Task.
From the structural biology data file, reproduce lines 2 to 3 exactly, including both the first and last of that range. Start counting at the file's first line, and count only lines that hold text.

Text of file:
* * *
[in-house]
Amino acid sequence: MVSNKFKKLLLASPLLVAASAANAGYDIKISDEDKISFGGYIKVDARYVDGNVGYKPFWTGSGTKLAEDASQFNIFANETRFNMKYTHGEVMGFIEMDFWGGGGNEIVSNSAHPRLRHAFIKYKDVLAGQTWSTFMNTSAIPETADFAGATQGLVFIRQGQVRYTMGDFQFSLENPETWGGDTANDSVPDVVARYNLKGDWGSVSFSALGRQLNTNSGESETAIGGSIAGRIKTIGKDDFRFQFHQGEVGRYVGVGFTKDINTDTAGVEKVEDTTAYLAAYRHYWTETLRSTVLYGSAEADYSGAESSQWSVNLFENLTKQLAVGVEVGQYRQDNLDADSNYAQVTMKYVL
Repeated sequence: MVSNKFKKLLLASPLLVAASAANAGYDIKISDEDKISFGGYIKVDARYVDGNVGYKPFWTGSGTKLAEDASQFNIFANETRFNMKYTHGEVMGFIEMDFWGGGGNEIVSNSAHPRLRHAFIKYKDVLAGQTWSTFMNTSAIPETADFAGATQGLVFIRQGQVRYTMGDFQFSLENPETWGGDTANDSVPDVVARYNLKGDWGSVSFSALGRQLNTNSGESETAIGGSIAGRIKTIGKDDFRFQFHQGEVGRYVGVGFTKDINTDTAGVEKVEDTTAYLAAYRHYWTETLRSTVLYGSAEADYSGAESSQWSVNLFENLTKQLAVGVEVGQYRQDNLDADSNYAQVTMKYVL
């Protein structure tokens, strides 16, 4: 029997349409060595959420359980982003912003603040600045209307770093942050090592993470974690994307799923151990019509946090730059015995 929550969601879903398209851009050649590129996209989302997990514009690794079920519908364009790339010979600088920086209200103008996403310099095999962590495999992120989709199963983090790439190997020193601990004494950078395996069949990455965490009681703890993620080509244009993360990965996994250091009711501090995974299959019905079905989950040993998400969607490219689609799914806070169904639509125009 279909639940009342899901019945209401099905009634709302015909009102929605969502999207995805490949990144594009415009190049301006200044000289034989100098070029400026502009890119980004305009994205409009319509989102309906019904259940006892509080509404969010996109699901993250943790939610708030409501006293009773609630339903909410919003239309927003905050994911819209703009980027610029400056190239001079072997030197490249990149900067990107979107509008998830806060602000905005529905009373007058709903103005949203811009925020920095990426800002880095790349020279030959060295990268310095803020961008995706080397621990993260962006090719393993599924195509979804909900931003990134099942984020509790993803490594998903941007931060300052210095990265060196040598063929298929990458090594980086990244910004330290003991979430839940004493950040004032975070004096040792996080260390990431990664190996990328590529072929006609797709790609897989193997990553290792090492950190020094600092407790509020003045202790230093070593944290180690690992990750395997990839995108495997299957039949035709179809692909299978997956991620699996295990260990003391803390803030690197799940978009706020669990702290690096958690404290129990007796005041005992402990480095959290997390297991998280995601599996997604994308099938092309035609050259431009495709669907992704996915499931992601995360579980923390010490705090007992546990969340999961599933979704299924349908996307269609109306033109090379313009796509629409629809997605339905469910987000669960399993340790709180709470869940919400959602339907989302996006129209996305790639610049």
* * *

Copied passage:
Amino acid sequence: MVSNKFKKLLLASPLLVAASAANAGYDIKISDEDKISFGGYIKVDARYVDGNVGYKPFWTGSGTKLAEDASQFNIFANETRFNMKYTHGEVMGFIEMDFWGGGGNEIVSNSAHPRLRHAFIKYKDVLAGQTWSTFMNTSAIPETADFAGATQGLVFIRQGQVRYTMGDFQFSLENPETWGGDTANDSVPDVVARYNLKGDWGSVSFSALGRQLNTNSGESETAIGGSIAGRIKTIGKDDFRFQFHQGEVGRYVGVGFTKDINTDTAGVEKVEDTTAYLAAYRHYWTETLRSTVLYGSAEADYSGAESSQWSVNLFENLTKQLAVGVEVGQYRQDNLDADSNYAQVTMKYVL
Repeated sequence: MVSNKFKKLLLASPLLVAASAANAGYDIKISDEDKISFGGYIKVDARYVDGNVGYKPFWTGSGTKLAEDASQFNIFANETRFNMKYTHGEVMGFIEMDFWGGGGNEIVSNSAHPRLRHAFIKYKDVLAGQTWSTFMNTSAIPETADFAGATQGLVFIRQGQVRYTMGDFQFSLENPETWGGDTANDSVPDVVARYNLKGDWGSVSFSALGRQLNTNSGESETAIGGSIAGRIKTIGKDDFRFQFHQGEVGRYVGVGFTKDINTDTAGVEKVEDTTAYLAAYRHYWTETLRSTVLYGSAEADYSGAESSQWSVNLFENLTKQLAVGVEVGQYRQDNLDADSNYAQVTMKYVL